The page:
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Structure and function of the digestive system.

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Introduction

STRUCTURE AND FUNCTION OF THE DIGESTIVE SYSTEM The function of the digestive system is to break down large molecules in food, such as protein and starch, into monomers that can easily be absorbed into the body and with a balanced diet it does its job efficiently. The alimentary canal is a long coiled tube that runs through the body from the mouth to the anus. It consists of associated glands, the salivary glands, the liver and the pancreas. This muscular tube is organised into several distinct regions. The overall process of nutrition can be divided into several stages. Ingestion is taking in food. Humans put food into the mouth where it is chewed. Swallowing takes it down through the oesophagus and into the stomach. Peristalsis, rhythmic contractions of the gut wall, propels the food through the alimentary canal. Mechanical breakdown is how food is broken down into smaller pieces by chewing in the mouth and the churning action of the stomach. Digestion is the complex breakdown of foods such as carbohydrates, lipids and proteins into simpler molecules. Absorption is where simple food molecules pass into he blood stream in forms such as amino acids, fatty acids, vitamins, minerals, sugars and water. Egestion is where undigested food is eliminated from the body via the act of defecation. ...read more.

Middle

The stomach has deep ridges called rugae. Food is mixed and churned with gastric juices by muscular action and is retained there giving enzymes time to act. Chemical breakdown also continues in the stomach, which is a muscular sac under the diaphragm. Food stays in the stomach for as long as 40 minutes and fatty meals remain there longer. Specialised groups of cells in the gastric pits in the mucosa secrete gastric juices. Each type of cell here produces a specific secretion. Oxyntic cells secrete a solution of hydrochloric acid, which brings the pH of the gastric juice down to between 2.0 and 3.0. This is the optimum pH for pepsin and rennin. Hydrochloric acid denatures protein and softens tough connective tissue in meat, it is also a strong bactericide. Zymogen cells (peptic cells) secrete the enzyme pepsinogen, which is later converted to pepsin the enzyme that digests protein. Digesting protein is one of the main functions of the stomach. Pepsin breaks peptide bonds in the middles of the protein chain, which turns protein molecules into polypeptides. This process is complete when exopeptidase enzymes remove amino acids from the ends of the polypeptides. Mucous cells secrete the mucous that protects the stomach lining from digestive action of its own secretion. ...read more.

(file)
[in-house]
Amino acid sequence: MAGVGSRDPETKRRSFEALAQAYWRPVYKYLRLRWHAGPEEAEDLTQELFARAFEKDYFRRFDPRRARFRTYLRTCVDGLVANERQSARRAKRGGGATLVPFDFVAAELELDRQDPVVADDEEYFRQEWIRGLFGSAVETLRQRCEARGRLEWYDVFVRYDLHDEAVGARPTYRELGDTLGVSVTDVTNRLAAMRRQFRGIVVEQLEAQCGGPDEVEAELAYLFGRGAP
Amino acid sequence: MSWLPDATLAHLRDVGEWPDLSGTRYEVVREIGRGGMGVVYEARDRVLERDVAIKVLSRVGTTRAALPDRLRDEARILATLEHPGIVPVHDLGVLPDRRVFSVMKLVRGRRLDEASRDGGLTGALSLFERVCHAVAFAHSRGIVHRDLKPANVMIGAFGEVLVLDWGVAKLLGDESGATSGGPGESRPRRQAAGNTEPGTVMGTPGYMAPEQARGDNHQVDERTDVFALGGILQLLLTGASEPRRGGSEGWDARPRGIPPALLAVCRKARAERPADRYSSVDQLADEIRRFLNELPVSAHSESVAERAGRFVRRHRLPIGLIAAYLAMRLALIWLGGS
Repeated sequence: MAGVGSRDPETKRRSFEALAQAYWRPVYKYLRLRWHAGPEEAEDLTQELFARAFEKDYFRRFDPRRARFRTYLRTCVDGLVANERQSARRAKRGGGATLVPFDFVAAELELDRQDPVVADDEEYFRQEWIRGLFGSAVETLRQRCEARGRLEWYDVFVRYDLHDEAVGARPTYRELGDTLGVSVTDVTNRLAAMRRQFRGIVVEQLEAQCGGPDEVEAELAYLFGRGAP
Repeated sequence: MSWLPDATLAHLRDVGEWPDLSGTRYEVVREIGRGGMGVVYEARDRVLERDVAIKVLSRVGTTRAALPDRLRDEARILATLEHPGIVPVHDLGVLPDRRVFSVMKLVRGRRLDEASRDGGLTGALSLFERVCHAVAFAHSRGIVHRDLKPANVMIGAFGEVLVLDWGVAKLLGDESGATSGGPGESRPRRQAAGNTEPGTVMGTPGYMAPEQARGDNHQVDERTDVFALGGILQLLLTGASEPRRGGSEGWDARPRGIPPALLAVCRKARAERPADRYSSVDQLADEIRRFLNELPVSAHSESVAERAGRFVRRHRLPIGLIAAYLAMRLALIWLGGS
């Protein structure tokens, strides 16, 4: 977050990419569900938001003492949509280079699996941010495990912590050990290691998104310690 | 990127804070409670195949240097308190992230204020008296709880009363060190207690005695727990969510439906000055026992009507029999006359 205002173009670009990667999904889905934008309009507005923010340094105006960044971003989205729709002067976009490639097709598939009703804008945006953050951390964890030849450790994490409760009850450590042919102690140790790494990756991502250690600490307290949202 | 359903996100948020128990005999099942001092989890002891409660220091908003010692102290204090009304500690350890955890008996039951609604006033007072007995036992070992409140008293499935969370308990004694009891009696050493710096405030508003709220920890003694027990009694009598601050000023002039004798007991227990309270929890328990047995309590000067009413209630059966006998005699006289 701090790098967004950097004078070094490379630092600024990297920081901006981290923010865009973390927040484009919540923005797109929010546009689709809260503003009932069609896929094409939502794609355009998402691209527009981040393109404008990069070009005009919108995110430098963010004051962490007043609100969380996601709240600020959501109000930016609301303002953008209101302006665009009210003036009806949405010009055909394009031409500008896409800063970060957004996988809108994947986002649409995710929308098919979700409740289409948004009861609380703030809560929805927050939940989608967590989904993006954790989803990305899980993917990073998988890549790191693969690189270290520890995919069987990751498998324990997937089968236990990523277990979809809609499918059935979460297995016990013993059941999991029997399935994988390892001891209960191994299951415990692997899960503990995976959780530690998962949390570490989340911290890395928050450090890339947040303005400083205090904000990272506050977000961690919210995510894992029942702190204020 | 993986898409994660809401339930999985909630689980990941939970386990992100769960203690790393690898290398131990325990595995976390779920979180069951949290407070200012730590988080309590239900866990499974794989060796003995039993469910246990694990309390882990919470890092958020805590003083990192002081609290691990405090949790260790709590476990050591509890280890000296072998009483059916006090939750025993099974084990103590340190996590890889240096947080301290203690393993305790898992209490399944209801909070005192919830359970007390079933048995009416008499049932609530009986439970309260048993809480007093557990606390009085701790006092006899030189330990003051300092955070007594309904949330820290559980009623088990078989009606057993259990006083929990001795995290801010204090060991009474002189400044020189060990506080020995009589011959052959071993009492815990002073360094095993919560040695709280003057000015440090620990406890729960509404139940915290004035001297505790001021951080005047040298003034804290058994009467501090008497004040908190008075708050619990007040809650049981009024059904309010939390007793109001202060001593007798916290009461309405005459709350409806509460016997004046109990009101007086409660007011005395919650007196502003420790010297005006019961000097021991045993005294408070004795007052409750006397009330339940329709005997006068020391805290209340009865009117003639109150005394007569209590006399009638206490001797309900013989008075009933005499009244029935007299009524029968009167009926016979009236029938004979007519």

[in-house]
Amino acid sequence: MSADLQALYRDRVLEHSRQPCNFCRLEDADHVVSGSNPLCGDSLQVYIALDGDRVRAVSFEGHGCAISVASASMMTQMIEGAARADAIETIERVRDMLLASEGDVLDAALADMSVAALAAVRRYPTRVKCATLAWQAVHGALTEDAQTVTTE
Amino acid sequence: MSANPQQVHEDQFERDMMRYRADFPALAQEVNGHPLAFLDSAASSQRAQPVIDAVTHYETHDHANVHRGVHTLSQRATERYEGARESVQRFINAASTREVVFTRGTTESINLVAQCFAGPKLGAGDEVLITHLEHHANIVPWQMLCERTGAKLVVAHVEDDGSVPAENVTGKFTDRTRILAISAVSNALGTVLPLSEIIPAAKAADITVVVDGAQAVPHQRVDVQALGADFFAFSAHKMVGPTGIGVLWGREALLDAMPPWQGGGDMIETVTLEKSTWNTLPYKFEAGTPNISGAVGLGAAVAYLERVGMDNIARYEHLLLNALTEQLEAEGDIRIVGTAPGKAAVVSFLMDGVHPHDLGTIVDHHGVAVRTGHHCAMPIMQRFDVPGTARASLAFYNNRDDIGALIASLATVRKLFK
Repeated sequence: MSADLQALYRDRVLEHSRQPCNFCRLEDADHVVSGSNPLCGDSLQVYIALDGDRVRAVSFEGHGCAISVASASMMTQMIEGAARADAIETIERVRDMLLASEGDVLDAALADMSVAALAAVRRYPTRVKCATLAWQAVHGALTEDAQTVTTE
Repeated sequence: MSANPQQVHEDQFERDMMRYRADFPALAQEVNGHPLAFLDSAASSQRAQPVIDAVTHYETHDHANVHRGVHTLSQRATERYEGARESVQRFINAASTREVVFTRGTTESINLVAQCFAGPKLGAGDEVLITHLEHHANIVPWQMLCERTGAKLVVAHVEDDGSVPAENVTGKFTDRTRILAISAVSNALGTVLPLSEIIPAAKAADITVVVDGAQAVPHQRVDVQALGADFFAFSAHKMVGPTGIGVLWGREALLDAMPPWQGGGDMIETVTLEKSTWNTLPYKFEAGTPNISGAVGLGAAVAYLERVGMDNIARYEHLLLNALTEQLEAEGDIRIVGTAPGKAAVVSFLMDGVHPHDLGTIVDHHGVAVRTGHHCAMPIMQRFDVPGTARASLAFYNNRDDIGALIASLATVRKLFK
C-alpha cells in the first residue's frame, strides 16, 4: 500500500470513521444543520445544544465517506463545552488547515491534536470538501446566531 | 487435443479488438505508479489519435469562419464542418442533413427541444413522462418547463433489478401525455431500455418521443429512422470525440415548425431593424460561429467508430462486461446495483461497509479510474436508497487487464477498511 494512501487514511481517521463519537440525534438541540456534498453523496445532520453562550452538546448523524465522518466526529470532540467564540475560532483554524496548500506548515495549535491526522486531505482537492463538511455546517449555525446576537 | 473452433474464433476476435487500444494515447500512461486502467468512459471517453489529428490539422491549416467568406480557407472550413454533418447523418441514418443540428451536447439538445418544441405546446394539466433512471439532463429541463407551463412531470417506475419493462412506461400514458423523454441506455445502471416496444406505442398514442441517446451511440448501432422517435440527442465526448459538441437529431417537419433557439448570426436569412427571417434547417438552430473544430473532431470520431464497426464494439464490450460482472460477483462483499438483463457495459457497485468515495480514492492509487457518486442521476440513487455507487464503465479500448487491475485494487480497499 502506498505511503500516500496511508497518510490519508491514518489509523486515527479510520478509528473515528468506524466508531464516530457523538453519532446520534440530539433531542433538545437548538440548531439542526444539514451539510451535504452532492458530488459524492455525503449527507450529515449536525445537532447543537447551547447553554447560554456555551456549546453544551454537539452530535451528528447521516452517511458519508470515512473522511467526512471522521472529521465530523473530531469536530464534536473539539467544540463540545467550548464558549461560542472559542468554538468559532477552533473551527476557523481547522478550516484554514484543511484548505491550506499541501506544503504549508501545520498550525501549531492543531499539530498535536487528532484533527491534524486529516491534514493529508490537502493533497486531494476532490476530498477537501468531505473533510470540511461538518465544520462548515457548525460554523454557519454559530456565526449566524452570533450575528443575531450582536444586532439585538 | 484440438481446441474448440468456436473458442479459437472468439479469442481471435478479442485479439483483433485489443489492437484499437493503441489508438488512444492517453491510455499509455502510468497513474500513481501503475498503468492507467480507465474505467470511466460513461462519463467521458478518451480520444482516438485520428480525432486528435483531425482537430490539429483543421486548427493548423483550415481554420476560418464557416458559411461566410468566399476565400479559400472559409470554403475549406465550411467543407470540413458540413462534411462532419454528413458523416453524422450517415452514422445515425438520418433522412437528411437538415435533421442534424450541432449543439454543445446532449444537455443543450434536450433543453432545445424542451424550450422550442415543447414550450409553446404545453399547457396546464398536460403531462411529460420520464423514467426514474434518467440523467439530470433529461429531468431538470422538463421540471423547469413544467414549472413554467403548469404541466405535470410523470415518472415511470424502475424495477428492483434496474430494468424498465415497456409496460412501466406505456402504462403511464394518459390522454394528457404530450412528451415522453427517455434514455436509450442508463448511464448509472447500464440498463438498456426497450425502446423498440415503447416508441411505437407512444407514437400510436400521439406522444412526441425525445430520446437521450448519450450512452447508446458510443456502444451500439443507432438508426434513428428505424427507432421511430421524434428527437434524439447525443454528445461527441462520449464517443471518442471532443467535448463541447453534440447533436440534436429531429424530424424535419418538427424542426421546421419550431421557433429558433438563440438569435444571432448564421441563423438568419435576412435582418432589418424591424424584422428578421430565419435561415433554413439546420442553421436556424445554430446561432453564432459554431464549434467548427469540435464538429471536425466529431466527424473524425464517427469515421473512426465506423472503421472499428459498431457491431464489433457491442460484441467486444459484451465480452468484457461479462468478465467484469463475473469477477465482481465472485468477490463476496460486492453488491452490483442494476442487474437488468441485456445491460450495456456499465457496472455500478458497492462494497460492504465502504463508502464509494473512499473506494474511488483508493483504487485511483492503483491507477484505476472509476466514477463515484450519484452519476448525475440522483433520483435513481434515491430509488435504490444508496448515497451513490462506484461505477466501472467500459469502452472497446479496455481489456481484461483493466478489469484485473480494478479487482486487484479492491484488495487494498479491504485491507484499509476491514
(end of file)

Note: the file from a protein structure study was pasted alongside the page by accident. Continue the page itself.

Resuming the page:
Conclusion

Each structure of the alimentary canal has a particular function that being the ingestion, mechanical breakdown, digestion, absorption or egestion of food. Each structure relates to the one before and the one after and a balanced diet is necessary for this efficiency. The mouth is a hard cavity containing teeth and the tongue, which efficiently breaks down food into a suitable state to travel through the oesophagus. The oesophagus, which is a rigid tube with a smooth surface, pushes the food to the stomach. The stomach, a muscular sac, aids in the mechanical breakdown of food. Cells in the gastric pits of the stomach aid in the chemical breakdown of food. This result is liquidation of the food in preparation for the small intestine. The small intestine is the longest section of the alimentary canal and here the most part of chemical digestion and absorption takes place. This moves the food to the large intestine. These are the final stages of digestion where the food is being prepared for egestion. The last minerals and water are taken here in this tube which is about 1.5 meters long. Finally the food is passed though the rectum and the anus, which are concerned with the compaction of faeces and the act of defecation. Kristy Kish 27/04/07 ...read more.

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